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Ravi Isaiah is a counselor and is director of pastoral care for a large regional hospital. He and his wife came to Charleston as Methodist ministers in the 1980s. They have two daughters and one grandchild.

“I understand what it is like to be excluded and thought less of because of something I can’t change. After 14 years in a country where everyone looked like me and spoke the same language, it was hard when we moved to the United States. I realized after coming here that there was something different about me. I was made fun of because I didn’t speak English well.

Also, I realized as I got to be a bit older that other things made me different. I became highly sensitized to it and wondered who saw me as different, and still liked me for who I am.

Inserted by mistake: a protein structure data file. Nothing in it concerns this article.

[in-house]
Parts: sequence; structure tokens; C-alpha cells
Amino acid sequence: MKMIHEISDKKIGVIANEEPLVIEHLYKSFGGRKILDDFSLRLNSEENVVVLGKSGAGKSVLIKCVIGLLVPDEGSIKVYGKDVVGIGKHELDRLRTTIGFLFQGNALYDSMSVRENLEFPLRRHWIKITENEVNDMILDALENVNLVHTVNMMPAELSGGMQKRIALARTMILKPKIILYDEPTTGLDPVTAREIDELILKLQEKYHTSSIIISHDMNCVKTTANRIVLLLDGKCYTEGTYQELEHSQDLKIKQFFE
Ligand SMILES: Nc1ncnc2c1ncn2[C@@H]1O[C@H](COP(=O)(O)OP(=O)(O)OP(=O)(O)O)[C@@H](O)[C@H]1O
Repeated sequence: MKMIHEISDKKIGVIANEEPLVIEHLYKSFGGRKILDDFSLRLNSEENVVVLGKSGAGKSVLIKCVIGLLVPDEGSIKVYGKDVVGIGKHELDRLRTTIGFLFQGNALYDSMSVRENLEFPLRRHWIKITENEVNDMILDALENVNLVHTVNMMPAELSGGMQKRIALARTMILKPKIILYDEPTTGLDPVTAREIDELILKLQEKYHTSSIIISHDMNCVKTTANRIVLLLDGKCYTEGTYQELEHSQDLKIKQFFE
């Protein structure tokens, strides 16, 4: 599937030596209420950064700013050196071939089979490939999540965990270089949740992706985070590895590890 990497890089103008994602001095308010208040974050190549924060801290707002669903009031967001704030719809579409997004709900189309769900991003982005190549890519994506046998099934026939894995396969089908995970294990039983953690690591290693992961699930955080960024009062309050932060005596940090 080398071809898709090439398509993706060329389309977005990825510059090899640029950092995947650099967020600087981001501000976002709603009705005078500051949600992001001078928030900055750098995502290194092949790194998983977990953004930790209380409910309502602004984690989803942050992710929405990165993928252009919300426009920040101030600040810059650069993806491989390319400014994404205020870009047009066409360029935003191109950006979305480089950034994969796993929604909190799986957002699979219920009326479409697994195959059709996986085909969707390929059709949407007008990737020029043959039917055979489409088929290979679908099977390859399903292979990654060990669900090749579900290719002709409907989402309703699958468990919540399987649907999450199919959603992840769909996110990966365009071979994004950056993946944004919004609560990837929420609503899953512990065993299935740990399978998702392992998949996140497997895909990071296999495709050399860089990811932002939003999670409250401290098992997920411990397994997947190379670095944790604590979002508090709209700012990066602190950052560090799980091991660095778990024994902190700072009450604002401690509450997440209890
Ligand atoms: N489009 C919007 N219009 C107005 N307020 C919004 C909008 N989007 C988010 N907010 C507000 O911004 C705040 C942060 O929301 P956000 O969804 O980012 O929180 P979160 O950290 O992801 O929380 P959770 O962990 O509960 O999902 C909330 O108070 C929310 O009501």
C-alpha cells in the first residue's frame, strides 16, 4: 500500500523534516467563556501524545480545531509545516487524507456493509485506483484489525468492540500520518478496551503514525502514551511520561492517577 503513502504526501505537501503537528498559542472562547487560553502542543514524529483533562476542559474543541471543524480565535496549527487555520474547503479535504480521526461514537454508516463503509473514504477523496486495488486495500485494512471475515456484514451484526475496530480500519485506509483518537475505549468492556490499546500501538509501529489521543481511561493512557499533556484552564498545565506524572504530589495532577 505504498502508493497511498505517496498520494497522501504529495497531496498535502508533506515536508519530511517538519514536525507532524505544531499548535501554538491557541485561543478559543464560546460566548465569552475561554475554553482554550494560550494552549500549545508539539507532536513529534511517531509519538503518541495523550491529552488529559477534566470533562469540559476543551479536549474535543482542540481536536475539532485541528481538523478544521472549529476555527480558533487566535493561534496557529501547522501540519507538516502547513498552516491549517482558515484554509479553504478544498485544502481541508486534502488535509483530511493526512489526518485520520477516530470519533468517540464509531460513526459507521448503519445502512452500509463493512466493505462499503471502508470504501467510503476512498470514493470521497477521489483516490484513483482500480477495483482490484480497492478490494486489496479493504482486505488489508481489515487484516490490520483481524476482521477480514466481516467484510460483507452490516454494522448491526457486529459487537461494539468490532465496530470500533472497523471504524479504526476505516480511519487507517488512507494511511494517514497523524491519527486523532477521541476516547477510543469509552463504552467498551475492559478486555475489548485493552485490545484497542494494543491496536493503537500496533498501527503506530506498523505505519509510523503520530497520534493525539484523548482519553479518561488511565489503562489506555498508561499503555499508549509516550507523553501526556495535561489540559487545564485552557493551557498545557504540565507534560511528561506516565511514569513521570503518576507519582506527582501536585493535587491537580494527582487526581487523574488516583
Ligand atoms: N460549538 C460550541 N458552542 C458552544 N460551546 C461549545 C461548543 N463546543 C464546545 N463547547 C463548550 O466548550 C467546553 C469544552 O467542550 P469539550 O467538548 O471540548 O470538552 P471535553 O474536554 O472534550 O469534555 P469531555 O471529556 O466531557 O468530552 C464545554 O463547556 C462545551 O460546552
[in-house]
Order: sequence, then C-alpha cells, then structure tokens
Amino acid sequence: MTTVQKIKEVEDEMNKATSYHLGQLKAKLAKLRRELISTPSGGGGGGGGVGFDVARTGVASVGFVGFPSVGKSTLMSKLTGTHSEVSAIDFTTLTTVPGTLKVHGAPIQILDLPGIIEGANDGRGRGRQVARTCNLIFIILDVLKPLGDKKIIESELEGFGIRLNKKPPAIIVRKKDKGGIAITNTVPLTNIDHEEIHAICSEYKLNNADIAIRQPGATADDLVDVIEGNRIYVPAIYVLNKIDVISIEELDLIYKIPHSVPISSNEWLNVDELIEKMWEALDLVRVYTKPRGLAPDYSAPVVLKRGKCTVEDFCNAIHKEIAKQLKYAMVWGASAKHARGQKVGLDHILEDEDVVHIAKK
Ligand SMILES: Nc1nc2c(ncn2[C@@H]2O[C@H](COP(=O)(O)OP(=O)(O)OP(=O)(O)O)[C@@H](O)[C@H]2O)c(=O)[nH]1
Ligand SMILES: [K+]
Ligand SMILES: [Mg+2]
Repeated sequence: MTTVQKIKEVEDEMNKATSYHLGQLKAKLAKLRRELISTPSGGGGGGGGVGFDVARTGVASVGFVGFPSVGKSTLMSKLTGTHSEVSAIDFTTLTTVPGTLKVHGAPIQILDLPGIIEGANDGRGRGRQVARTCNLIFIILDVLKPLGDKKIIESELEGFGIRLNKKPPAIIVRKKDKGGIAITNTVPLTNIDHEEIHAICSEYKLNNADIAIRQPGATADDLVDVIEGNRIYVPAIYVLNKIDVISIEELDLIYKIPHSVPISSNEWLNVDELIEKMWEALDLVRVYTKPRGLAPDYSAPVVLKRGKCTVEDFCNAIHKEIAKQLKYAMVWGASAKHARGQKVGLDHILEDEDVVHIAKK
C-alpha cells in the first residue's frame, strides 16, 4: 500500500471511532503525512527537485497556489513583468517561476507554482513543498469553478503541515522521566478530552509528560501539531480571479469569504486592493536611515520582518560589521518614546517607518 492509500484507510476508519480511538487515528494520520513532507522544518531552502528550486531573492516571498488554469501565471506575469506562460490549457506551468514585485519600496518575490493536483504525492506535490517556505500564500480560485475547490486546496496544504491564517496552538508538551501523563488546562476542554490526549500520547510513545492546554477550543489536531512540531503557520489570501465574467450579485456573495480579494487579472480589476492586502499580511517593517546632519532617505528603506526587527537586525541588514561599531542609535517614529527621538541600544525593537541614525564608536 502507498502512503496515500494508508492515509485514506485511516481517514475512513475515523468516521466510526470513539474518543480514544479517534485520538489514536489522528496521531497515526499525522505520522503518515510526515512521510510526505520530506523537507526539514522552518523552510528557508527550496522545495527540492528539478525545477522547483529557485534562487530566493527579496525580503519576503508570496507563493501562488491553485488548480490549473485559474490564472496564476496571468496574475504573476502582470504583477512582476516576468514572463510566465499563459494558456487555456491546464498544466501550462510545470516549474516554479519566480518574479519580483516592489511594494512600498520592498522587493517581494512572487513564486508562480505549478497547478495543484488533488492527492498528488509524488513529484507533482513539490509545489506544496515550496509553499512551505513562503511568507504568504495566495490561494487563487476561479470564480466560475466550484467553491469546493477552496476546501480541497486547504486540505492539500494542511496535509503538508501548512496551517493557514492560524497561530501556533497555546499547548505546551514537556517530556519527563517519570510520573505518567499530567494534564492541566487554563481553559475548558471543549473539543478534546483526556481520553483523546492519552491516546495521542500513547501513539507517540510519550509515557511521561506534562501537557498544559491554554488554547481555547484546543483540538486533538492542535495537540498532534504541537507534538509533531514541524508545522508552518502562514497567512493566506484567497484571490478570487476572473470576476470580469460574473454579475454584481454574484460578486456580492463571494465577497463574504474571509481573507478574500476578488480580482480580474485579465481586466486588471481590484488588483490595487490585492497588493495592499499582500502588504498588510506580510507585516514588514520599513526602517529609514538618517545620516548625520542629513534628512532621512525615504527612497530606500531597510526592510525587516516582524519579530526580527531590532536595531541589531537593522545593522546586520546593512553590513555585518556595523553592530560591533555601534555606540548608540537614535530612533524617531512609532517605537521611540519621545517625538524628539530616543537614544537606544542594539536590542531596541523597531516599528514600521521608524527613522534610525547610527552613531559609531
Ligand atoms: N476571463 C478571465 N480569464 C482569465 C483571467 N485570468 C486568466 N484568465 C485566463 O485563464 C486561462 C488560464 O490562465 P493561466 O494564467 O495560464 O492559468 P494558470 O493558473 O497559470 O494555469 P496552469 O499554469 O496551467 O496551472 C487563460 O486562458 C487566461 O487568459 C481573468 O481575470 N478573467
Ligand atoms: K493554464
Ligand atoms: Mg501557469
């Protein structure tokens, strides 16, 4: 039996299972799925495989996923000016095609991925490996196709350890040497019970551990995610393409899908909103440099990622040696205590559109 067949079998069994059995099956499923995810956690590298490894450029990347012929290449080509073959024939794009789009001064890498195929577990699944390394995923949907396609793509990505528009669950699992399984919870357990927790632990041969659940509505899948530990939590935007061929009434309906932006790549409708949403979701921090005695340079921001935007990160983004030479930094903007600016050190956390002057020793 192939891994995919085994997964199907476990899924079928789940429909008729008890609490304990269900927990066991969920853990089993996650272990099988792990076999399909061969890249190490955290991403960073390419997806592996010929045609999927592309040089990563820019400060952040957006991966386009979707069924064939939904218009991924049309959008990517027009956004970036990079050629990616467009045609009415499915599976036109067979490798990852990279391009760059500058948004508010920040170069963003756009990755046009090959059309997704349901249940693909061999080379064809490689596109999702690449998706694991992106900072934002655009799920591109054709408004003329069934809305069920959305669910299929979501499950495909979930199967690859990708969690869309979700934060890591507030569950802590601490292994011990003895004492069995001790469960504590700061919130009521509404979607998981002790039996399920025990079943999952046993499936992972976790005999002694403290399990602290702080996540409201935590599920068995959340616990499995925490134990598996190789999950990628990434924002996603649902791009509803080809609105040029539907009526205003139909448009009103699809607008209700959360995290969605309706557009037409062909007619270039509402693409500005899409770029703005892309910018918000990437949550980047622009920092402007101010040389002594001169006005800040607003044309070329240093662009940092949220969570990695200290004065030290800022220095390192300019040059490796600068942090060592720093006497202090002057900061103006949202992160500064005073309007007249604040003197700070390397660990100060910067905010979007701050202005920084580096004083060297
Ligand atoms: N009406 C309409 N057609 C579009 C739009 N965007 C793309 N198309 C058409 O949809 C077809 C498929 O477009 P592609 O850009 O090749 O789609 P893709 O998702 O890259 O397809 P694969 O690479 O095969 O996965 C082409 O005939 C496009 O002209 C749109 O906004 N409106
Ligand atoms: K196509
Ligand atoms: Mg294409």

When I was pursuing my divinity degree, I met a young woman, who is now my wife of 35 years. At the time, she lived with her aunt and uncle. They did not approve of her dating me. 

It was a difficult time and we broke up several times because the situation created conflict for her. Eventually, she knew that I was the right person and that we should be together. 

Quite recently, working as chaplain in the hospital, I had an experience with the family of a woman who passed away. When a family member asked for spiritual support, I offered prayer and waited with her for the rest of the family. One member of the family walked up to me, then stepped across the room. He told me to leave because he ‘didn’t like the color of my skin.’ That was a moment that was painful and hurtful and insulting, but I wasn’t angry. 

Everybody has compassion but we have to cultivate it and we can do miraculous things.”


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